Conviction!


#1

I heard a preacher on TV say that people didn’t need to be convicted of their sin, they needed to be convicted that God loved them? It makes sense since I believe that we are all in Christ (because of what He accomplished by coming to Earth, living, dying and being resurrected) but that most don’t know it. God was in Christ reconciling the world to himself… now be reconciled.

Is this correct theology from your views? Should our evangelism reflect this?


#2

I don’t know about this preacher’s experience, but it seems that the more convicted I am of God’s love for me, the more convicted I am of my sin. And of course, Paul tells us that it is God’s kindness that is meant to lead us to repentance (Rom 2:4).


#3

Not sure the question is about one’s experience. I was wondering if it is theologically correct that we need to be convicted about God’s love before we are convicted about sin. If it is then it seems to be a fundamental flaw in Christianity that we preach sin versus God’s love.


#4

Sorry for not answering the actual question; that was simply my initial thought on the topic. :blush:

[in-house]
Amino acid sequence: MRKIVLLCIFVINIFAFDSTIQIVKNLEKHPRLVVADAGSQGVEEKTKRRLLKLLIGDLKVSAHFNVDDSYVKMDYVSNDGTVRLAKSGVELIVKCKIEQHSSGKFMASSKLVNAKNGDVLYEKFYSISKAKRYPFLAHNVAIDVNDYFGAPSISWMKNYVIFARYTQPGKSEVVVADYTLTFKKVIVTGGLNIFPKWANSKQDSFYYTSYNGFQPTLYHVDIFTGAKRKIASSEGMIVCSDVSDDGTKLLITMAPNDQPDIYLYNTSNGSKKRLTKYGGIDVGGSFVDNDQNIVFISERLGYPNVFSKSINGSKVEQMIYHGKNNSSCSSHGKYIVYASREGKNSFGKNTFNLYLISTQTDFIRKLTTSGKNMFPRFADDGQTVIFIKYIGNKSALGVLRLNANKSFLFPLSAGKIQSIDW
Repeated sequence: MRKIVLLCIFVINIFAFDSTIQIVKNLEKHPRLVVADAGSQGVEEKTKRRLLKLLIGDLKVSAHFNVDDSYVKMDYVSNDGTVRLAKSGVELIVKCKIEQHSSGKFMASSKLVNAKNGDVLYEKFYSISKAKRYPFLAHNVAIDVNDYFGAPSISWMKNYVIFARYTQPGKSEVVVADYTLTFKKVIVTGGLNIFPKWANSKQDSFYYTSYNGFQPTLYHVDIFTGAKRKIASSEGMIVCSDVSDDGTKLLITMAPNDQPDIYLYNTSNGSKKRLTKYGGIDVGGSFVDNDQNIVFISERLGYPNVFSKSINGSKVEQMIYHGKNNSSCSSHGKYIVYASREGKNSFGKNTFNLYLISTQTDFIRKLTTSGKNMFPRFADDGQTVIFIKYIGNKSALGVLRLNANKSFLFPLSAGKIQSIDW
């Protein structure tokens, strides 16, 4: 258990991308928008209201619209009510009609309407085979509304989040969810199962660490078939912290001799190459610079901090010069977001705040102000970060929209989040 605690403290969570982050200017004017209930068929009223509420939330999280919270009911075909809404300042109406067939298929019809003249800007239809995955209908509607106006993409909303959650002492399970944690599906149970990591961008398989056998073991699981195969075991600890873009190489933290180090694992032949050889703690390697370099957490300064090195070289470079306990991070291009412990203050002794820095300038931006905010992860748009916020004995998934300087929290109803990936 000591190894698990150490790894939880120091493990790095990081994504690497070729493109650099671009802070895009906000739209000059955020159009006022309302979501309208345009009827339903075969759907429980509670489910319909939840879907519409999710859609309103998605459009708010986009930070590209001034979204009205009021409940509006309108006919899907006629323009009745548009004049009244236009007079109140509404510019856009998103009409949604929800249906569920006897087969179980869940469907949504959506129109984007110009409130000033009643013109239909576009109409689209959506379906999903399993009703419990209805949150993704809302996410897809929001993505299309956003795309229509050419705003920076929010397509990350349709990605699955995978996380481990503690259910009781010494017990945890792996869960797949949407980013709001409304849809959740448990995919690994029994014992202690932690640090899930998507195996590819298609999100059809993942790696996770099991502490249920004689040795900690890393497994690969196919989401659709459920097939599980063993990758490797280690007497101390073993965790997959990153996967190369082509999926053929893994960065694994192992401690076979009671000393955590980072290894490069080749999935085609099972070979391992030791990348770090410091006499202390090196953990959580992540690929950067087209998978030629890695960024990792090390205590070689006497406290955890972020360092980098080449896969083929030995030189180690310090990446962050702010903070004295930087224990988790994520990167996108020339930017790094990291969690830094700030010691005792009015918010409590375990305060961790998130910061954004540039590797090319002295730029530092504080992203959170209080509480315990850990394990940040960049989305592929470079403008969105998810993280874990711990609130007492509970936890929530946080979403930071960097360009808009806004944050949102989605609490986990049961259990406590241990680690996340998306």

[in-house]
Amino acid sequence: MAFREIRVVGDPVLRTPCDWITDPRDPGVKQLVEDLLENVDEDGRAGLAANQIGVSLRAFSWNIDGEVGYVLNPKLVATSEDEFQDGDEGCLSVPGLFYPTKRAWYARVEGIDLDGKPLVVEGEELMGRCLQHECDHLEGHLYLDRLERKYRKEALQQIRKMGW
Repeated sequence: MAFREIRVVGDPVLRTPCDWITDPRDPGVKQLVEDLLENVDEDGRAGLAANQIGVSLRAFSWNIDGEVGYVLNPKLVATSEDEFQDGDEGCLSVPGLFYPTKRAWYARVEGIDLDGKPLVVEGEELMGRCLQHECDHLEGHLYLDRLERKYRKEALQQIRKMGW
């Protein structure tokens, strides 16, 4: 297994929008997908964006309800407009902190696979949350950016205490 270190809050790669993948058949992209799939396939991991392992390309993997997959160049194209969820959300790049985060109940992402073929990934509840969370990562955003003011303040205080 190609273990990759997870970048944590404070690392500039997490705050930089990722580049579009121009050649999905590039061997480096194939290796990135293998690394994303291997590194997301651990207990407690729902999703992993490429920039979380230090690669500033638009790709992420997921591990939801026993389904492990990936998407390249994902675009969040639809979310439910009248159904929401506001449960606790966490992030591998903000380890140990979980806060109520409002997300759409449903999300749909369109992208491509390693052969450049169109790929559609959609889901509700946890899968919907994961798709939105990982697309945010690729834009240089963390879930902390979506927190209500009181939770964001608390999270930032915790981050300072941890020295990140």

Yeah, I think it’s theologically correct to say that we need some conviction about God’s love for us before we can be convicted of our sin in such a way that we are brought to “repentance that leads to salvation without regret.”


#5

Super-ditto! :slight_smile:

I strongly suspect there will be something along this line in the Glorious Appearance, when people from all nations shall be wailing when they see Christ, as they would weep over their own only-begotten child. Christ’s own coming shall lead to the conviction, repentance and conversion of many (if not immediately to all).


#6

Hm… Well, I think the Biblical record shows that people can (and were) convicted of their sin in various ways before being convicted about God’s love (as/in Christ or otherwise). Lewis certainly believed that a person has to recognize first that they need saving before they will care much about the saving love of God, and I think there’s a lot to that. People can have a shallow notion of the love of God, such that they can’t conceive of God being concerned with ‘sin’ at all.

Metaphysically, I would argue for God’s existence, God’s essential interpersonal union (and thus His existence as love), God’s relation (including love) for creation (including myself), before getting to ethics and sin (and so to the topic of God’s salvation of sinners from sin). But historically, it is a lot easier to get people to acknowledge injustice, even in themselves, than to acknowledge God’s existence, love and salvation.

(This is easily illustrated by the observation that people of practically every belief in all human history accept the reality of injustice–at least against themselves!–even if they don’t believe in God, or that God cares about such things.)